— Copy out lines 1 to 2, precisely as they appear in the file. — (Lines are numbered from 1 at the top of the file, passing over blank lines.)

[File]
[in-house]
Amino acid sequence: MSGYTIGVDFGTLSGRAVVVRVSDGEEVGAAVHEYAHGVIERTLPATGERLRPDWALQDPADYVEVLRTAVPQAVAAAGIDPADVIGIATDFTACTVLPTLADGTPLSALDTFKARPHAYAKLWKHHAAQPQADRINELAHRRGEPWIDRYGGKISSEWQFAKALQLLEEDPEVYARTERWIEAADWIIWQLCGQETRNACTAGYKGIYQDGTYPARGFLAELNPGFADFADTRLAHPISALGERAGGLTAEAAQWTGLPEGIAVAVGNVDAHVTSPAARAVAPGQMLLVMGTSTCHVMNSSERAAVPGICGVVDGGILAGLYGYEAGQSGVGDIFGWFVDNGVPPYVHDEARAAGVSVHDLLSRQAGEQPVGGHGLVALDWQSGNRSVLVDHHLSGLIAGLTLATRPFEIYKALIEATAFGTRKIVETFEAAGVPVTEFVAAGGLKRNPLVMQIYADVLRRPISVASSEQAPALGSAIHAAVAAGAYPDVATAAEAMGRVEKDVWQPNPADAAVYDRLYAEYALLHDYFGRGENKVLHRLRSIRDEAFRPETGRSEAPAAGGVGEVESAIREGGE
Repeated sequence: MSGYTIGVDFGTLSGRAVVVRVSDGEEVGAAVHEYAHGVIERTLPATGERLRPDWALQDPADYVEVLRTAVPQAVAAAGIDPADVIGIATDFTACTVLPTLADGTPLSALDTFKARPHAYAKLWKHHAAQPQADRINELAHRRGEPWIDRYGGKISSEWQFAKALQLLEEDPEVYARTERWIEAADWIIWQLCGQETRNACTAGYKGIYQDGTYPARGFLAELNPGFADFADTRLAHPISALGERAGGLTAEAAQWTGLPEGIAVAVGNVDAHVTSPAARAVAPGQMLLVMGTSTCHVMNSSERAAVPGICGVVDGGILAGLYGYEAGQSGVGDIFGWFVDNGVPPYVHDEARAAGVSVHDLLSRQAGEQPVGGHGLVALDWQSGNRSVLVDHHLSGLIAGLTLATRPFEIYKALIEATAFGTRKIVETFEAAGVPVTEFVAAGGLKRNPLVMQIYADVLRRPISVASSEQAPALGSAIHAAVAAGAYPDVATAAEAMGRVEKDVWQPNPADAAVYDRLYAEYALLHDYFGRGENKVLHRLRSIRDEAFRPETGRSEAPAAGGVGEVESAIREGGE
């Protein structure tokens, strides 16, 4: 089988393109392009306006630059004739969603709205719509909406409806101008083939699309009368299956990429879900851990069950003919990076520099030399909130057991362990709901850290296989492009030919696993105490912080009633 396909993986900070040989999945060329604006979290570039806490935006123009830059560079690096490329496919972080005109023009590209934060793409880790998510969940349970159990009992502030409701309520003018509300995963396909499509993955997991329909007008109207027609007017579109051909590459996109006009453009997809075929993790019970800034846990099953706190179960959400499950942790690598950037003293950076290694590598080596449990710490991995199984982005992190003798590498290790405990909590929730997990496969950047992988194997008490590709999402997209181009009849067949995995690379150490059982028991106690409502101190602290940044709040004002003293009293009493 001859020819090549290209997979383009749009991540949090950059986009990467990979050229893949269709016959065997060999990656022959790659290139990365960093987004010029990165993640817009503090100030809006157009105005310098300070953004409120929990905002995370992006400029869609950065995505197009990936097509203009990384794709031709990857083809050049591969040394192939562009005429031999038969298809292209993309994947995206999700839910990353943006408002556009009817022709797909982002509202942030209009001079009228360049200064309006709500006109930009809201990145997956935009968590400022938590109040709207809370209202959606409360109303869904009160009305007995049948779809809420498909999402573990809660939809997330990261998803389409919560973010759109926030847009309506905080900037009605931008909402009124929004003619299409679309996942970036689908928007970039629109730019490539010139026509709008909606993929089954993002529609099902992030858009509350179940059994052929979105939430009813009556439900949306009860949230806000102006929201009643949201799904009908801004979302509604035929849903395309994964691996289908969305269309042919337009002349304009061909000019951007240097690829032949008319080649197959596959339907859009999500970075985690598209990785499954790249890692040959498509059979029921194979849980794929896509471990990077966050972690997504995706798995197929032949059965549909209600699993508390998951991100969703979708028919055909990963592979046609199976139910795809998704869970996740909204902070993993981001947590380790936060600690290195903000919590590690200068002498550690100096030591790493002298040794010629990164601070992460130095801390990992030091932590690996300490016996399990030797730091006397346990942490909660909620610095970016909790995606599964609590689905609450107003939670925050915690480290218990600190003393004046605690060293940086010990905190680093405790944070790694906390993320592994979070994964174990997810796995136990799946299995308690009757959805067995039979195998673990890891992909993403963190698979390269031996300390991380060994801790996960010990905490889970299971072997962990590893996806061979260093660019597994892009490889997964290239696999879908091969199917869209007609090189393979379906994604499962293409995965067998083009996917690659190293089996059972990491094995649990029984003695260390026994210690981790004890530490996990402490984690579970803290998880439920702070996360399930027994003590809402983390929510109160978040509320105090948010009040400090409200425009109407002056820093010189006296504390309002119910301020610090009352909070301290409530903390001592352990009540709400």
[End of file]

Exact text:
[in-house]
Amino acid sequence: MSGYTIGVDFGTLSGRAVVVRVSDGEEVGAAVHEYAHGVIERTLPATGERLRPDWALQDPADYVEVLRTAVPQAVAAAGIDPADVIGIATDFTACTVLPTLADGTPLSALDTFKARPHAYAKLWKHHAAQPQADRINELAHRRGEPWIDRYGGKISSEWQFAKALQLLEEDPEVYARTERWIEAADWIIWQLCGQETRNACTAGYKGIYQDGTYPARGFLAELNPGFADFADTRLAHPISALGERAGGLTAEAAQWTGLPEGIAVAVGNVDAHVTSPAARAVAPGQMLLVMGTSTCHVMNSSERAAVPGICGVVDGGILAGLYGYEAGQSGVGDIFGWFVDNGVPPYVHDEARAAGVSVHDLLSRQAGEQPVGGHGLVALDWQSGNRSVLVDHHLSGLIAGLTLATRPFEIYKALIEATAFGTRKIVETFEAAGVPVTEFVAAGGLKRNPLVMQIYADVLRRPISVASSEQAPALGSAIHAAVAAGAYPDVATAAEAMGRVEKDVWQPNPADAAVYDRLYAEYALLHDYFGRGENKVLHRLRSIRDEAFRPETGRSEAPAAGGVGEVESAIREGGE